tion calculations were compared with experimental results.

Tests Results and Discussions Resin-bonded silica sand is more

Fig. 2 This graph shows a typical bilinear force vs. deflection curve of a three-point bending sample.

ties and a material model for casting process simulation.

Process Simulation and Casting Experiment Validation

To validate the material data of

resin-bonded silica sand in casting simulation, sand cup molds with three different types of geometries, named as intact cup mold, flat-notch cup mold and V-notch cup mold, were designed for process simulation and experimental validation. Trough the only change of geometry, the main idea is to create different stress conditions for each cup mold dur- ing heating and cooling of a cast- ing process. Figure 1 is a schematic cross-section of an intact sand cup. It has a uniform thickness of 0.22 in. (5.7 mm), depth of 2.76 in. (70 mm), top inner diameter of 1.5 in. (38 mm) and a 1.5-degree draft for easy release from the stainless-steel mold after the sand is cured. Te minimum wall thickness is the only difference among the three cup molds: 0.09 in (2.4 mm) for the flat-notch mold and 0.05 in (1.2 mm) for the V-notch mold, while the original intact mold has a uniform wall thickness of 0.22 in (5.7 mm). Additionally, both the flat notch and V notch shapes are acting as stress risers with different levels, and such

changes will cause stress variations in the casting process. All cup-shaped sand molds were made in a stainless- steel mold first by compacting using a CT-200 compaction table, followed by curing at 482F (250C) for 45 minutes in a forced air convection oven. Default properties of aluminum

alloy A356 in the simulation software were used in the simulation. Minimum mesh size was 0.04 in (1 mm) for intact cup mold, 0.035 in (0.9 mm) for flat-notch cup mold and 0.023 in (0.7 mm) for V-notch cup mold. Simula-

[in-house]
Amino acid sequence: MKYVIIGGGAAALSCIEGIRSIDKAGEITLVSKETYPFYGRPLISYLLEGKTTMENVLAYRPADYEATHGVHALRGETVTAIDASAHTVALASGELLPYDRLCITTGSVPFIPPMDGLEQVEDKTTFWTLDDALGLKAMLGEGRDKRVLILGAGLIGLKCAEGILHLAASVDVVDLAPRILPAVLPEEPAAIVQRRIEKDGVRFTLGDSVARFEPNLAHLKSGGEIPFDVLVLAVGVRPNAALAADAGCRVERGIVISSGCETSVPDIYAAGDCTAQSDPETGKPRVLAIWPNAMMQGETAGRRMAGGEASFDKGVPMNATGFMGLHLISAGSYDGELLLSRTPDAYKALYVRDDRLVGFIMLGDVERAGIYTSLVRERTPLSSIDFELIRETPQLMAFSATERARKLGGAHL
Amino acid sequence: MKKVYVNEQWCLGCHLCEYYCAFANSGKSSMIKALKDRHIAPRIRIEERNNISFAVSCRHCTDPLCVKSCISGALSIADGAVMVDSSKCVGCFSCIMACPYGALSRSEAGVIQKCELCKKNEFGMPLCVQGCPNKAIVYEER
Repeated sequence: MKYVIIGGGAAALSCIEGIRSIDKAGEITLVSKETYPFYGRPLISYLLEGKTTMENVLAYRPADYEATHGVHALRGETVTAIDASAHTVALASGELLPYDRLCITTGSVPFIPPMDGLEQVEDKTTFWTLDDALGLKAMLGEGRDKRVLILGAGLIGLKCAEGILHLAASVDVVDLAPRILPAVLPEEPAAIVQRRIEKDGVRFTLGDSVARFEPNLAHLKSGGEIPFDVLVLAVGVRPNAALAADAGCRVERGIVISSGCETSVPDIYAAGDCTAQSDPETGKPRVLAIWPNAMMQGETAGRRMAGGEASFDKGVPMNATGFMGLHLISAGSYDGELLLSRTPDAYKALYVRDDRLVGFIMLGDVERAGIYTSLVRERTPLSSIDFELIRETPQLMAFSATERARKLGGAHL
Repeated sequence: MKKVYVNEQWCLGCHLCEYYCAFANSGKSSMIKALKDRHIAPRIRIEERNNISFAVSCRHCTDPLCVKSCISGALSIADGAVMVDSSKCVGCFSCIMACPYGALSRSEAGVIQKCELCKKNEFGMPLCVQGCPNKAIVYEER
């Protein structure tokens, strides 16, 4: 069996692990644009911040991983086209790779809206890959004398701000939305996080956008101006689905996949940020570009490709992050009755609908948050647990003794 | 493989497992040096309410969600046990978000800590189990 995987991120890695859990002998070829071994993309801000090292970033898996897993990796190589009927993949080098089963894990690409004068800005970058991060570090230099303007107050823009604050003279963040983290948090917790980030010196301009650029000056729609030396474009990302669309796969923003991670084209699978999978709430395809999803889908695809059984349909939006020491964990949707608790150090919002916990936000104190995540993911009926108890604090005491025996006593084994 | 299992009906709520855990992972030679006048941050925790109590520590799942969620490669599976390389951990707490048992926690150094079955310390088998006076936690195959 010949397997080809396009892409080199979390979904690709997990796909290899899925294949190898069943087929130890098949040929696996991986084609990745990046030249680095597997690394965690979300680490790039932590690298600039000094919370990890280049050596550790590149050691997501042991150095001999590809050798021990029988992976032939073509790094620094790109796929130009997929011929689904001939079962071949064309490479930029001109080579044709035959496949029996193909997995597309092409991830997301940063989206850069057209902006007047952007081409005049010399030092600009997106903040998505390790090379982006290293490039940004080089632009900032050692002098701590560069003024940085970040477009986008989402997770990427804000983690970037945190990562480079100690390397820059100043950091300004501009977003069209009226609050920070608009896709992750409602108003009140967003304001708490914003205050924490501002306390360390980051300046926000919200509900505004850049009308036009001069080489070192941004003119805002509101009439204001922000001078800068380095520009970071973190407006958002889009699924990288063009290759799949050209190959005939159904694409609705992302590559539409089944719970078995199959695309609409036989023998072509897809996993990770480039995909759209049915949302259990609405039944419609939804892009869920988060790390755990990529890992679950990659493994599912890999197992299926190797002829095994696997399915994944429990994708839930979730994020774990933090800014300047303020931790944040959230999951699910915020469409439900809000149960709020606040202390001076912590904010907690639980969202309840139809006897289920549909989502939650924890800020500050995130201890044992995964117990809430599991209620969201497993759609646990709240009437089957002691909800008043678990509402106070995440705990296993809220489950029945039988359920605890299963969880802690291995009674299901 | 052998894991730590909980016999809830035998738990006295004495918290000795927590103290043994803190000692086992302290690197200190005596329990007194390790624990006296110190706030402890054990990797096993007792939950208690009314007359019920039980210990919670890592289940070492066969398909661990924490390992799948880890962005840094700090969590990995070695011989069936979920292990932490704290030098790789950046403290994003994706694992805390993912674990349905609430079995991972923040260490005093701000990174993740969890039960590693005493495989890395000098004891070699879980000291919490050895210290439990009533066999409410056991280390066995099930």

like a brittle material. Fracture stress of a brittle material varies in a much wider range as compared to that of ductile one. Terefore, 36 three-point bending samples were tested so that the results would be more representa- tive and reliable. In addition to this, seven uniaxial tensile tests were com- pleted as a supplement for mechanical properties. Te reason more bending tests were planned than tensile is because normally a tension test is not preferred for brittle materials. Te stress concentration near the jaws of the testing machine causes failure at the jaws, rather than in the gage section. Tus, more specimens were loaded in bending than in tension. For the bending samples, the

bonded sand behaved in a predomi- nantly elastic manner and fractured in a brittle mode as expected. However, about one-third of the specimens exhibited a linear hardening behavior right before failure occurred. A repre- sentative curve of force vs. deflection for this bilinear behavior is shown in Figure 2. Te red line was fit to both the elastic portion and linear harden- ing stage. Te presence of inelastic behavior of resin-bonded silica sand is rarely reported. While the elastic part is expected to be the same under dif-

Fig. 3 The Gaussian probability distribution function was applied to fracture stress. July 2017 MODERN CASTING | 31

Page 1  |  Page 2  |  Page 3  |  Page 4  |  Page 5  |  Page 6  |  Page 7  |  Page 8  |  Page 9  |  Page 10  |  Page 11  |  Page 12  |  Page 13  |  Page 14  |  Page 15  |  Page 16  |  Page 17  |  Page 18  |  Page 19  |  Page 20  |  Page 21  |  Page 22  |  Page 23  |  Page 24  |  Page 25  |  Page 26  |  Page 27  |  Page 28  |  Page 29  |  Page 30  |  Page 31  |  Page 32  |  Page 33  |  Page 34  |  Page 35  |  Page 36  |  Page 37  |  Page 38  |  Page 39  |  Page 40  |  Page 41  |  Page 42  |  Page 43  |  Page 44  |  Page 45  |  Page 46  |  Page 47  |  Page 48  |  Page 49  |  Page 50  |  Page 51  |  Page 52  |  Page 53  |  Page 54  |  Page 55  |  Page 56  |  Page 57  |  Page 58  |  Page 59  |  Page 60